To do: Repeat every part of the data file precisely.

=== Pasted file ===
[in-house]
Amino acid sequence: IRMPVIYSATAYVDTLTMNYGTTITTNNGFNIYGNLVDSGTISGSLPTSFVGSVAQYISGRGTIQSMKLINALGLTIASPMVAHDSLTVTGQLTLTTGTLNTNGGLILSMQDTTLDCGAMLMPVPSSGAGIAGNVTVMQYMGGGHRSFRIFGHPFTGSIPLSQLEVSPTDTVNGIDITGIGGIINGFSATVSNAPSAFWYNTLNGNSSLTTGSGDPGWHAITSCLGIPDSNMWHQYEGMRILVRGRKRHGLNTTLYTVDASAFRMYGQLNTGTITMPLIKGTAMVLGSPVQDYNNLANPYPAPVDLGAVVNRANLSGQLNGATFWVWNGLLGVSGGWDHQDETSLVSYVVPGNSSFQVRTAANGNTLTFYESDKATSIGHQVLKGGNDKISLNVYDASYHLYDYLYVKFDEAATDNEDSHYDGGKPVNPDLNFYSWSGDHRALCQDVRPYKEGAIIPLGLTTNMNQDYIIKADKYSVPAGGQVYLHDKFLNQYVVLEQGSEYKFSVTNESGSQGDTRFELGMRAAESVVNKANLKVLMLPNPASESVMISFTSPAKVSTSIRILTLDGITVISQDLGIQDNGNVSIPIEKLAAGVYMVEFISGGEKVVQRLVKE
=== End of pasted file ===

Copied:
[in-house]
Amino acid sequence: IRMPVIYSATAYVDTLTMNYGTTITTNNGFNIYGNLVDSGTISGSLPTSFVGSVAQYISGRGTIQSMKLINALGLTIASPMVAHDSLTVTGQLTLTTGTLNTNGGLILSMQDTTLDCGAMLMPVPSSGAGIAGNVTVMQYMGGGHRSFRIFGHPFTGSIPLSQLEVSPTDTVNGIDITGIGGIINGFSATVSNAPSAFWYNTLNGNSSLTTGSGDPGWHAITSCLGIPDSNMWHQYEGMRILVRGRKRHGLNTTLYTVDASAFRMYGQLNTGTITMPLIKGTAMVLGSPVQDYNNLANPYPAPVDLGAVVNRANLSGQLNGATFWVWNGLLGVSGGWDHQDETSLVSYVVPGNSSFQVRTAANGNTLTFYESDKATSIGHQVLKGGNDKISLNVYDASYHLYDYLYVKFDEAATDNEDSHYDGGKPVNPDLNFYSWSGDHRALCQDVRPYKEGAIIPLGLTTNMNQDYIIKADKYSVPAGGQVYLHDKFLNQYVVLEQGSEYKFSVTNESGSQGDTRFELGMRAAESVVNKANLKVLMLPNPASESVMISFTSPAKVSTSIRILTLDGITVISQDLGIQDNGNVSIPIEKLAAGVYMVEFISGGEKVVQRLVKE